By Saswat Pattanayak It was more than a coincidence that Sahir Ludhianvi was born on an International Women’s Day. His concern and respect for women was as much personal as it was political. For him, no one – and nothing – was more important than his mother Sardar Begum. Resenting her husband’s feudal properties, his mother had left that household and raised Sahir on her own. And Sahir grew up as an organic revolutionary against landlords and burgeoning capitalism of that era. And more importantly, as a progressive poet deeply aware of the capitalistic exploitations of women and the working class. An avid reader of Marx, Sahir early on was influenced by Faiz and Josh – prominent communist poets of that era. His early compositions included “Jahaan Mazdoor Rehte Hai” [Where Workers Reside]. In 1937, Sahir joined All India Students Federation (AISF), affiliated to the Communist Party of India (CPI) – committed to anti-imperialist and anti-colonial struggles. He was expelled from both the colleges (in Ludhiana and Lahore) that he attended, due to his political …
Won’t the new year notice any difference
shall we keep on penalizing dissidence?
Call fellow travelers aliens, illegals, refugees
– or, with our inhumanity exposed
we can reattempt unity amidst diversities?
Modified – Dadri – Knock knock Who’s there? Your neighbor My neighbor who? Neighbor to trust – Godman – Knock knock Who’s there? Your Baba My Baba who? Baba, God, Man – Leader – Knock knock Who’s there? Your leader My leader who? Leader you can fear – Tolerance – Knock knock Who’s there? Your fan My fan who? Fanning a plane ticket – Patriot – Knock knock Who’s there? Your conscience My conscience who? Herr Herr Modi – Saswat Pattanayak, Peoples’ Poet, 2015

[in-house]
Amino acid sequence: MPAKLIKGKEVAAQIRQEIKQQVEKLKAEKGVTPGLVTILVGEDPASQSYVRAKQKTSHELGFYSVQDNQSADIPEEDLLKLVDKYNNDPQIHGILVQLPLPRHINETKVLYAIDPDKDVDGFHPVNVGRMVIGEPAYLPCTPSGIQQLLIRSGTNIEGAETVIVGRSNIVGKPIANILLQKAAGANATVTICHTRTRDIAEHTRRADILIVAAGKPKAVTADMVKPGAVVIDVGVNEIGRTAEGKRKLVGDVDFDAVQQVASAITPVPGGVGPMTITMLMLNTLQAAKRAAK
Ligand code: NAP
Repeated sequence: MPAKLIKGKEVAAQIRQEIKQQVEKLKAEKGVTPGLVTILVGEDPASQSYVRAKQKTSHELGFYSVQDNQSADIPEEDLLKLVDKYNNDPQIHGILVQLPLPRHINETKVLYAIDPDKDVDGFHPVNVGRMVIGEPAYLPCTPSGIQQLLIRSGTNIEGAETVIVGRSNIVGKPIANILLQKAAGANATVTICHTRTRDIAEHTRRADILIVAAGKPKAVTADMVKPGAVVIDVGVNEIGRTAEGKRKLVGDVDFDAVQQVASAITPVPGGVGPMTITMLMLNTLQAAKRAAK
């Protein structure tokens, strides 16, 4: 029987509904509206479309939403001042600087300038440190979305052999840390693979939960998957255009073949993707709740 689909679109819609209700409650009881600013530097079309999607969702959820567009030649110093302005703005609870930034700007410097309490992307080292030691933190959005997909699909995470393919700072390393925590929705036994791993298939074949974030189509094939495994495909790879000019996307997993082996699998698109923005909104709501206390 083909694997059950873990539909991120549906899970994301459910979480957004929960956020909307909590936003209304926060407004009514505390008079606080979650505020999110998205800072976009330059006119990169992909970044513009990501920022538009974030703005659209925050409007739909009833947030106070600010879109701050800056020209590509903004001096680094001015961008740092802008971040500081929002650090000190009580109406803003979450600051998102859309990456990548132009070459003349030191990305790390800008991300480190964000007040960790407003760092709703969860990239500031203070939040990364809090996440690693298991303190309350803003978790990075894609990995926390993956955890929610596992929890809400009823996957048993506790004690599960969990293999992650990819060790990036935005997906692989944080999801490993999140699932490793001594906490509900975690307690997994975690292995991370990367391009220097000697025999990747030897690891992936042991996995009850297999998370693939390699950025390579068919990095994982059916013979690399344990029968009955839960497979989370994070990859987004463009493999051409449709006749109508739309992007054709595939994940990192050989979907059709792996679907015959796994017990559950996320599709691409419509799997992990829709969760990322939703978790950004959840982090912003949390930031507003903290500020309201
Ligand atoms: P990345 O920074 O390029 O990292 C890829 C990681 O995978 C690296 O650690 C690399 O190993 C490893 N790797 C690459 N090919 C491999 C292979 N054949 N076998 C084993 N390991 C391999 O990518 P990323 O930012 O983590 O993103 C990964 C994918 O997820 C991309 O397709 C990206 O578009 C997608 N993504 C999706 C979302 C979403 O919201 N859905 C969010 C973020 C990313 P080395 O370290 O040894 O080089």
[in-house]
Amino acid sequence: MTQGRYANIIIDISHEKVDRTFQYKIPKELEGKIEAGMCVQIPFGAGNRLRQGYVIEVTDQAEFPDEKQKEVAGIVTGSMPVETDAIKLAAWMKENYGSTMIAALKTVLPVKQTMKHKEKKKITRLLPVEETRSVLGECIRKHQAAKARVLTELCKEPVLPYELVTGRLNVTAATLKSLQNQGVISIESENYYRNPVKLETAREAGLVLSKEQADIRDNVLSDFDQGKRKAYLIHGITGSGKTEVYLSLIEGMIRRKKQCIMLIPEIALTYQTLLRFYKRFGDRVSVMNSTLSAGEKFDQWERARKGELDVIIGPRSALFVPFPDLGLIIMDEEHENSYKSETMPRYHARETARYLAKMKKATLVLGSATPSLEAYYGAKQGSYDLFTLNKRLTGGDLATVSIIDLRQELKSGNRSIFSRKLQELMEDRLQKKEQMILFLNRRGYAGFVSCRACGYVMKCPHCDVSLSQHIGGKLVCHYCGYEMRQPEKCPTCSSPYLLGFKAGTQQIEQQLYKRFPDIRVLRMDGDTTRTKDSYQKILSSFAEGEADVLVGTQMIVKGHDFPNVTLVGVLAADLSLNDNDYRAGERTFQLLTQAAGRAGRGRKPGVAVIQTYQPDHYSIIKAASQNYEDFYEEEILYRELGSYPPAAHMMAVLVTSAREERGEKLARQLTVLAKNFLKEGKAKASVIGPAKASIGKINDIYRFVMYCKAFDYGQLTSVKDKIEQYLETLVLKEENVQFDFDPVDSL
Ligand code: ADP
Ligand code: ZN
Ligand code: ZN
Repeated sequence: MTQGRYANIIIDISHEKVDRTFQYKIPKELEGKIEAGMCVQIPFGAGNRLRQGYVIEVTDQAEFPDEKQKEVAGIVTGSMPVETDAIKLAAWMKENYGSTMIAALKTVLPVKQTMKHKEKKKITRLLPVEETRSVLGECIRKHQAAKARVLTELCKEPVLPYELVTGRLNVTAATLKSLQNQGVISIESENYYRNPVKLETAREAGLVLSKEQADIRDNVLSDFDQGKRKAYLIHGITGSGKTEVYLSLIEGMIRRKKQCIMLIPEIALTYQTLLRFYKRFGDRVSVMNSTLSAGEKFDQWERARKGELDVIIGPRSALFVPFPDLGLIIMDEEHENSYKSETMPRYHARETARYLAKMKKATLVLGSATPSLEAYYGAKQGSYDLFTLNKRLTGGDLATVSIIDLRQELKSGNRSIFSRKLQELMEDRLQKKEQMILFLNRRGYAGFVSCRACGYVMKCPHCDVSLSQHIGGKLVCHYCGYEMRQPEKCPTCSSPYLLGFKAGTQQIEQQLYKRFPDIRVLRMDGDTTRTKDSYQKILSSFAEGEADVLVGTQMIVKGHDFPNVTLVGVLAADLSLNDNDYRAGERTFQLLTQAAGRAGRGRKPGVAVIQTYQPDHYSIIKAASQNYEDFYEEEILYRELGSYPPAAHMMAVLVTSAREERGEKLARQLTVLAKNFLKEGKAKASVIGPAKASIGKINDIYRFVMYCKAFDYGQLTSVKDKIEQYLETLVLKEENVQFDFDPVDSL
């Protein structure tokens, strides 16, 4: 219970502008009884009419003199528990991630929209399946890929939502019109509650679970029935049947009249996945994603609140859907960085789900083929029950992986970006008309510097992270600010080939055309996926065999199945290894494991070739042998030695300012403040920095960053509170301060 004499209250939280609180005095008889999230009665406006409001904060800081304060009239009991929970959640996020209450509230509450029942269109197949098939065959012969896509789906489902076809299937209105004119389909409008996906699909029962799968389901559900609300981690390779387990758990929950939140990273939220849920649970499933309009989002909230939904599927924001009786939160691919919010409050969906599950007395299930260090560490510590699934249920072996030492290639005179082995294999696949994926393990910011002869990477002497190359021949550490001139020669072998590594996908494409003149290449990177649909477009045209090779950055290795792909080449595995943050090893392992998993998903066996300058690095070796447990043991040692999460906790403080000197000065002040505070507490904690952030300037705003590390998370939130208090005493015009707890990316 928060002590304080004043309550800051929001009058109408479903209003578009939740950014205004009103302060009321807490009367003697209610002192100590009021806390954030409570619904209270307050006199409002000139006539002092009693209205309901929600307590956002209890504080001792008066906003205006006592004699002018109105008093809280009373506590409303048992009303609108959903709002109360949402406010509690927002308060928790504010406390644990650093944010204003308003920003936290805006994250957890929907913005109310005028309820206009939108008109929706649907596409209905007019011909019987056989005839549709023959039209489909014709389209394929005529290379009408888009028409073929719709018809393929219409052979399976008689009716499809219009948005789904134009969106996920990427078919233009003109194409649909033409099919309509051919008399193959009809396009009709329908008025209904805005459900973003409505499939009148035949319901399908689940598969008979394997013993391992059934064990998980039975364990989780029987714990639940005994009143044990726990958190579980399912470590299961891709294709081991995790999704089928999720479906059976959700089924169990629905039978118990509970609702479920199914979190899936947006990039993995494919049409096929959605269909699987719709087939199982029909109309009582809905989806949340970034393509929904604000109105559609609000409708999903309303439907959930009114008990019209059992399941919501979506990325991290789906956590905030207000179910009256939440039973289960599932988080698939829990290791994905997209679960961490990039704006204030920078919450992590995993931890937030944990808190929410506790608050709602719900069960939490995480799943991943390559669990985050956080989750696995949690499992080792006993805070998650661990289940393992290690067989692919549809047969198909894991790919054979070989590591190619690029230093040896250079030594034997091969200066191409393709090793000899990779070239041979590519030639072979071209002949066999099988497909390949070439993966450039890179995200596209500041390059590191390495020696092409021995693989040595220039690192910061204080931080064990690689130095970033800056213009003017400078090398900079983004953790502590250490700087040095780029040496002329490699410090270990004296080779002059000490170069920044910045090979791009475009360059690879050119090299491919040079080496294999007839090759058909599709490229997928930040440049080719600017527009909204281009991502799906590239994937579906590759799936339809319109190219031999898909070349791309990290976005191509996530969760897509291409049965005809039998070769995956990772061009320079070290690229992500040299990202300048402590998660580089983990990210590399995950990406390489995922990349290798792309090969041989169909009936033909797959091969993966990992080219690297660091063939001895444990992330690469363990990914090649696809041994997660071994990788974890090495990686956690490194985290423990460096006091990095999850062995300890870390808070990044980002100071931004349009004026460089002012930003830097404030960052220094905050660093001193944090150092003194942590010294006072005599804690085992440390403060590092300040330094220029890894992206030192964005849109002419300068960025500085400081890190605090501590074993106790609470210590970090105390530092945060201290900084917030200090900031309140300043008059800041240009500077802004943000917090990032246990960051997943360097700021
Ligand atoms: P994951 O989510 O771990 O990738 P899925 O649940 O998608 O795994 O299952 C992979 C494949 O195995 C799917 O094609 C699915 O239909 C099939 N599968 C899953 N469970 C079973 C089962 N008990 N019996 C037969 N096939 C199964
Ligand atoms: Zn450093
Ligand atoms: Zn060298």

What about the promises this new year shall bring Ballads of scrutiny, merciless calendar sings Memories slurping away, with bitter windtongues Cruel time ticking away, sans any arbitrary stops Moments of endless reflections, for the years past us Stunning silence of missing airplanes, roaring blunders What if this, what if that, had we tried our best Could we have ended this bloody war, that electoral race A patriotic bunch in India murdering Gandhi again Revitalized danger, right wing fascist men Third World Project a dying form of irrelevance Playground for capitalists, turf for deathly dance Irreparable losses of beloved poets and thinkers too Baraka, Seeger, Stuart Hall, Marquez and Maya Angelou Decomposed pens, gloomy monotones, assessing the future Racist cops, hopeless masses, Millions March for better Have the twain already met, since the east seems like west Signboard reads; One united world take this radical test: When the monopolists unite across divisions they create Is working class too fragmented to effectively protest? Translucent agendas besieging chroniclers of history Russia, China and Iran appear to be …
Murder the Indigenous Slaughter those turkeys Thank the Indigenous Pardon that turkey No thanks Kill the dissenters Land of freedoms Celebrate survivors Build more prisons No thanks Demand gratitudes Columbus to Obama In lieu of guns, drones Such Thanksgiving drama. No thanks – Saswat Pattanayak, Peoples’ Poet, 2014 (Published in Gossamer)